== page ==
1-minute hike: Gorham Mountain in Acadia National Park

Difficulty: Moderate. The 4-mile loop hike of Gorham Mountain includes a long stretch of even terrain (Ocean Path), a gradual ascent up the south side of the mountain, and a gradual descent down the north side of the mountain.

How to get there: Hikers can use several trailheads to hike Gorham Mountain in Acadia National Park. To reach all trailheads, enter the park at the Sieur de Monts Entrance, south of downtown Bar Harbor off Route 3. Turn onto Park Loop Road and drive south. Pass the entrance station, where you will pay a fee if you have not already secured a park pass, and follow the signs to the large Sand Beach parking lot.

You can park at the Sand Beach parking lot if you wish to complete the loop hike of Gorham Mountain, which is 4 miles long. To hike the loop clockwise, start at the Ocean Path trail head on the south side of the parking area, past the restrooms. (If facing the beach, to the right side of the parking lot.) To hike the loop counter-clockwise, start at The Bowl Trail head, which is across the Park Loop Road from the parking lot (and a few hundred feet north).

If you’d prefer a shorter hike (1.8 miles) to the summit of the mountain and back, drive past the Sand Beach parking area and park at the Gorham Mountain Trail parking area, which will be on your right, past Thunder Hole.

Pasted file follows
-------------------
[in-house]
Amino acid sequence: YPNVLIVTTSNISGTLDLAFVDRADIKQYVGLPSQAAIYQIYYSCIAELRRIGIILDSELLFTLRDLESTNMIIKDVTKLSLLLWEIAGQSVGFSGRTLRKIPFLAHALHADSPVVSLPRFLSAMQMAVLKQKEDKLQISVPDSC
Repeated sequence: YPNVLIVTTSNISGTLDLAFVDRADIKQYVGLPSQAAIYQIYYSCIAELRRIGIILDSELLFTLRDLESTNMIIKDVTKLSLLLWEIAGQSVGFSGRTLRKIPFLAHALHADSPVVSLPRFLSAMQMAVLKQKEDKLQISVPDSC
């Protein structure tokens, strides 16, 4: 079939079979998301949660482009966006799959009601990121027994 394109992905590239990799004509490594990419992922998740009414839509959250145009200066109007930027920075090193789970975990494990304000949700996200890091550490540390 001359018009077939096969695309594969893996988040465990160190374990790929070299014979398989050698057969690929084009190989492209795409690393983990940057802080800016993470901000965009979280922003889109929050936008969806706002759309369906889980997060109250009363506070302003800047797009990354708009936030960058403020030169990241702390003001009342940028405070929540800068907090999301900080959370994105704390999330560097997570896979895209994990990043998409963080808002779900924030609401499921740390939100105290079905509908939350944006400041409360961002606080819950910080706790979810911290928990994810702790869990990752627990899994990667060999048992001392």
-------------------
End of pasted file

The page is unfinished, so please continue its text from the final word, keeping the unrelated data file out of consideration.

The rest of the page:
Information: Gorham Mountain rises 525 feet above sea level near Sand Beach on the southeast coast of Mount Desert Island. Located in Acadia National Park, the mountain is a popular hiking destination because it offers stunning views but isn’t considered a strenuous climb. Gorham Mountain Trail, which leads up and over the mountain’s summit, is gradual and well maintained.

The loop hike of Gorham Mountain includes three trails: Ocean Path, Gorham Mountain Trail and Bowl Trail. Starting at the Sand Beach parking area, the Ocean Path leads to Gorham Mountain Trail, which leads to Bowl Trail, which leads back to the Sand Beach parking area. The loop can be hiked in either direction.

The Ocean Path: Starting from the Sand Beach park lot, this trail remains on even ground and traces the shore from Sand Beach to Otter Point. Along the mostly gravel path, side trails lead to various outlooks, including the famous Thunder Hole, a small inlet where powerful waves rush in and create thunderous sounds, as well as a great deal of sea spray. (Be careful on the wet, slippery steps to the observation deck.) If hiking the Gorham Mountain loop, you will turn off the Ocean Path after Thunder Hole and long before it reaches Otter Point. A sign to Gorham Mountain Trail will direct you to turn right. Cross Park Loop Road and a small parking area and you will find the trail head to Gorham Mountain Trail.